Does Rob Dibble still think Stephen Strasburg should "suck it up" and "stop crying"?

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I hope Rob Dibble feels about as good as he announces right now.
Dibble, who serves as the Nationals’ television analyst, made headlines for saying during a radio interview that Stephen Strasburg should “suck it up” and pitch through the arm pain that knocked him out of Saturday’s start.
Dibble’s anti-Strasburg rant included all sorts of cringe-worthy statements–all of which were particularly absurd given his own lengthy injury history–but here are some of the “highlights”:

OK, you throw a pitch, it bothers your arm, and you immediately call out the manager and the trainer? Suck it up, kid. This is your profession. You chose to be a baseball player. You can’t have the cavalry come in and save your butt every time you feel a little stiff shoulder, sore elbow. Stop crying. Go out there and pitch, period.

Turns out, that “little sore elbow” was a significantly torn UCL and requires Tommy John surgery. Of course, Dibble couldn’t have had any way of knowing that. Except he also claimed to know “exactly what the doctor who looked at Strasburg had said.”
Later, after he’d been criticized for his comments, Dibble lashed out at “bloggers”:

I’ve been playing baseball since I was six years old, so that’s 40 years I’ve been on a baseball field and around a baseball field, and so our opinions are formulated through facts, not fiction, not their little chat room jargon. And so they can try and twist it any way they want, and if a guy’s hurt, he’s hurt, he’s going to go on the disabled list, it’s a moot point, but if he’s not hurt get your butt out there and play. They’re two totally different scenarios, so, you know, stick to what you know, which is nothing, and stick to your little blogs.

To recap: Based on his 40 years of experience and opinions “formulated through facts, not fiction, not their little chat room jargon” Dibble concluded that a 21-year-old pitcher with a torn elbow ligament should “suck it up” and “stop crying” because “you can’t have the cavalry come in and save your butt every time you feel a little sore elbow.”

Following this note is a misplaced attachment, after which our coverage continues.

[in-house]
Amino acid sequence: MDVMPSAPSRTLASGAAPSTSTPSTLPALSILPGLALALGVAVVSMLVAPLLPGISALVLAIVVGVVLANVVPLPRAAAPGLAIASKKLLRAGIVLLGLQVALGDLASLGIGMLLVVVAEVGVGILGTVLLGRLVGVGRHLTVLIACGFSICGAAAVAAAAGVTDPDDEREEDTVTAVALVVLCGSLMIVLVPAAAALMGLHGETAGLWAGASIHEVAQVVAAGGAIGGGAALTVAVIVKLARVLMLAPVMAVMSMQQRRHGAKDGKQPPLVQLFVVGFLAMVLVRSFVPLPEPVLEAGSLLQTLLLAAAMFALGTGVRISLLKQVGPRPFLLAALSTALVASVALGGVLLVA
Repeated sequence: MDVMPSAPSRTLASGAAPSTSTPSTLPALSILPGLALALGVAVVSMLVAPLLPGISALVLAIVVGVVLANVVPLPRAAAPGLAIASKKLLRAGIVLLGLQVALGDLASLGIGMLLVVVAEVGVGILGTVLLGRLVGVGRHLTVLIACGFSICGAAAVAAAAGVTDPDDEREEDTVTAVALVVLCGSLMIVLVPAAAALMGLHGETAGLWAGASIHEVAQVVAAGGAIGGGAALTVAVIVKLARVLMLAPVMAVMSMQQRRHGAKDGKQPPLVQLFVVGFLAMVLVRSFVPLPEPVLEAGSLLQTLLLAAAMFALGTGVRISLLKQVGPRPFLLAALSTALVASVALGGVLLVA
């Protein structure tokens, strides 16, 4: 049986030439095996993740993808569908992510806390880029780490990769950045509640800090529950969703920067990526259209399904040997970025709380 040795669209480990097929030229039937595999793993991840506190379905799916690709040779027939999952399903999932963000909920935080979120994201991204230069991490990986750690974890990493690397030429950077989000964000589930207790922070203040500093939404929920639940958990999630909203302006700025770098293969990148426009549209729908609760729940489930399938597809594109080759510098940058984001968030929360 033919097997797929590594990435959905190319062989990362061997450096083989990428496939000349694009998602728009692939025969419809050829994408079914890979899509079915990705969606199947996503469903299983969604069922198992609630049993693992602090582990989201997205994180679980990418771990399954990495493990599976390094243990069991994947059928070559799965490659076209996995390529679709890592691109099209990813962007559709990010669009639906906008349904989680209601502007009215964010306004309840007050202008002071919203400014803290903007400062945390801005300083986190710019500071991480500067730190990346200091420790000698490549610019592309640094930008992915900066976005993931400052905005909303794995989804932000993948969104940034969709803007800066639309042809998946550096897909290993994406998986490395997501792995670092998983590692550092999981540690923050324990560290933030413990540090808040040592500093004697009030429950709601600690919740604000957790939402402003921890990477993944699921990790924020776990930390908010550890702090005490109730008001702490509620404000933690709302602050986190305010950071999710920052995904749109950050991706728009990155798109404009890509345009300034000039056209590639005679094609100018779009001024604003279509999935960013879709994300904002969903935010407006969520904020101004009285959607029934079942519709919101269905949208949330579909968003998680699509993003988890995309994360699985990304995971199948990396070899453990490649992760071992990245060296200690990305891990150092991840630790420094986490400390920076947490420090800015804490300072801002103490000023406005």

My hope for Strasburg, the Nationals, and their fans is first and foremost that he makes a full recovery and comes back stronger than ever in 2012. Beyond that, it sure would be nice if by the time Strasburg does return Dibble isn’t still spewing his special brand of macho garbage and grunt-filled commentary from the broadcast booth.

Hunter Strickland fractured his hand punching a door after Monday’s poor performance

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Giants closer Hunter Strickland had an ugly top of the ninth inning Monday night against the Marlins. He allowed three runs, serving up a walk, a double, another walk, and two singles. The Marlins overcome a 4-2 deficit and went on to win 5-4.

Unhappy with his performance, Strickland punched a door and fractured his pitching hand. He will undergo surgery and will miss six to eight weeks, Alex Pavlovic of NBC Sports Bay Area reports.

That’s a huge loss for the Giants, as Strickland has been terrific, Monday’s start notwithstanding. He carries a 2.84 ERA with 13 saves and a 29/13 K/BB ratio in 31 2/3 innings. Manager Bruce Bochy said Tony Watson or Sam Dyson will fill in at closer while Strickland is out, per Pavlovic.

Bochy said that he is “disappointed” and “crushed” about Strickland’s injury, noting that the right-hander had grown a lot as a pitcher and as a person, Pavlovic adds.

Strickland has a problem with anger, it appears. He exacted revenge on Nationals outfielder Bryce Harper last year, throwing a 98 MPH fastball at him, then punched him in the head when the two brawled. Strickland wanted revenge because, in the 2014 playoffs, Harper stared at a home run he hit off of Strickland.